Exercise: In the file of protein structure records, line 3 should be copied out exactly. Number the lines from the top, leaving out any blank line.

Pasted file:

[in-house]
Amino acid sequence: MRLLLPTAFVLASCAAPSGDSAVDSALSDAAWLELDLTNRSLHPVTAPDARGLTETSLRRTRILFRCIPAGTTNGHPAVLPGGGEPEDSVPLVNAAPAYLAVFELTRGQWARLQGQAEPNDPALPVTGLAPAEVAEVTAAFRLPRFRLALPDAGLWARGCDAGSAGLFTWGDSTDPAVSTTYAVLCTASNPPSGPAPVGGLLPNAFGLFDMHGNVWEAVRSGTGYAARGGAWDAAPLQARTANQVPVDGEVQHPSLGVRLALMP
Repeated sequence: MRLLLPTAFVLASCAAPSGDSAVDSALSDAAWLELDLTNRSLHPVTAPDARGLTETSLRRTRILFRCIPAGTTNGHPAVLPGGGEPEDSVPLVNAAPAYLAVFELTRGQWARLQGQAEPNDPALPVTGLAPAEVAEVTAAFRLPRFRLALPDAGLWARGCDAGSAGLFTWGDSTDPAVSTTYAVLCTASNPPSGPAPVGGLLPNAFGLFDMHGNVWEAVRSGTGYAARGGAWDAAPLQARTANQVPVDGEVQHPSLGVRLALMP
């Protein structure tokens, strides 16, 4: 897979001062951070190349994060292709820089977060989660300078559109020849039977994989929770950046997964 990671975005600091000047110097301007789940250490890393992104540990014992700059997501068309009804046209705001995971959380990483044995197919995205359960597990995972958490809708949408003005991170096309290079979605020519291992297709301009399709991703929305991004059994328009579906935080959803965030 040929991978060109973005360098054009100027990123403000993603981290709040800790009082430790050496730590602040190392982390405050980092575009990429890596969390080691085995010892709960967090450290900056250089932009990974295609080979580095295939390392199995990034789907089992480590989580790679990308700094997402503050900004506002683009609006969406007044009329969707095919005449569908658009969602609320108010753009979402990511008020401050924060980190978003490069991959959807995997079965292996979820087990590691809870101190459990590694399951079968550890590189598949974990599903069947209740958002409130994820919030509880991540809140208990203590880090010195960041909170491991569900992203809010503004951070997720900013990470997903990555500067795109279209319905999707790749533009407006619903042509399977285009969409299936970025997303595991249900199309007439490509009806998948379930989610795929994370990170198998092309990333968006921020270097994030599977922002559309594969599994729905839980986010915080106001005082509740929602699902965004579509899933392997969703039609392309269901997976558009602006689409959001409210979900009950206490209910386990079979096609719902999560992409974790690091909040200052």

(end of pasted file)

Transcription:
Repeated sequence: MRLLLPTAFVLASCAAPSGDSAVDSALSDAAWLELDLTNRSLHPVTAPDARGLTETSLRRTRILFRCIPAGTTNGHPAVLPGGGEPEDSVPLVNAAPAYLAVFELTRGQWARLQGQAEPNDPALPVTGLAPAEVAEVTAAFRLPRFRLALPDAGLWARGCDAGSAGLFTWGDSTDPAVSTTYAVLCTASNPPSGPAPVGGLLPNAFGLFDMHGNVWEAVRSGTGYAARGGAWDAAPLQARTANQVPVDGEVQHPSLGVRLALMP